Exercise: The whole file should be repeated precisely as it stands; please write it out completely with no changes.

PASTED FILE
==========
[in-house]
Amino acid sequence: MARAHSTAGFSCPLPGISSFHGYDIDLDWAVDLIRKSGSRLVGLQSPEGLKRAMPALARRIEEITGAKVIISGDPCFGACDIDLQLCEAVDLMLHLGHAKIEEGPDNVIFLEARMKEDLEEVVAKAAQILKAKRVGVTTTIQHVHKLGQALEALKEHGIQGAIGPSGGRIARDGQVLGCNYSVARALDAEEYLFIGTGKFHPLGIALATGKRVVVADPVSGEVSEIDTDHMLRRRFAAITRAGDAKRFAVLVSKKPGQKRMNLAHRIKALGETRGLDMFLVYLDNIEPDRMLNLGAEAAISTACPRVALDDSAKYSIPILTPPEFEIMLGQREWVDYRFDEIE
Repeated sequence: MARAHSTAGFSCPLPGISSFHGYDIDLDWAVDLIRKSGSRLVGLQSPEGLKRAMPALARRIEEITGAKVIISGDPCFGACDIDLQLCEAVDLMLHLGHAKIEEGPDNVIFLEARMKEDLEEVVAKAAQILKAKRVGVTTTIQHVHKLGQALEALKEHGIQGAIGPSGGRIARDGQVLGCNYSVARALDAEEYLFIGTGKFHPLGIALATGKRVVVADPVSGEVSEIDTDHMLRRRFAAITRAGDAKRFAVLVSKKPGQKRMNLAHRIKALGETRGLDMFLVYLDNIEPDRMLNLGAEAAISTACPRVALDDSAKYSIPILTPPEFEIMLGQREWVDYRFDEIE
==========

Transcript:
[in-house]
Amino acid sequence: MARAHSTAGFSCPLPGISSFHGYDIDLDWAVDLIRKSGSRLVGLQSPEGLKRAMPALARRIEEITGAKVIISGDPCFGACDIDLQLCEAVDLMLHLGHAKIEEGPDNVIFLEARMKEDLEEVVAKAAQILKAKRVGVTTTIQHVHKLGQALEALKEHGIQGAIGPSGGRIARDGQVLGCNYSVARALDAEEYLFIGTGKFHPLGIALATGKRVVVADPVSGEVSEIDTDHMLRRRFAAITRAGDAKRFAVLVSKKPGQKRMNLAHRIKALGETRGLDMFLVYLDNIEPDRMLNLGAEAAISTACPRVALDDSAKYSIPILTPPEFEIMLGQREWVDYRFDEIE
Repeated sequence: MARAHSTAGFSCPLPGISSFHGYDIDLDWAVDLIRKSGSRLVGLQSPEGLKRAMPALARRIEEITGAKVIISGDPCFGACDIDLQLCEAVDLMLHLGHAKIEEGPDNVIFLEARMKEDLEEVVAKAAQILKAKRVGVTTTIQHVHKLGQALEALKEHGIQGAIGPSGGRIARDGQVLGCNYSVARALDAEEYLFIGTGKFHPLGIALATGKRVVVADPVSGEVSEIDTDHMLRRRFAAITRAGDAKRFAVLVSKKPGQKRMNLAHRIKALGETRGLDMFLVYLDNIEPDRMLNLGAEAAISTACPRVALDDSAKYSIPILTPPEFEIMLGQREWVDYRFDEIE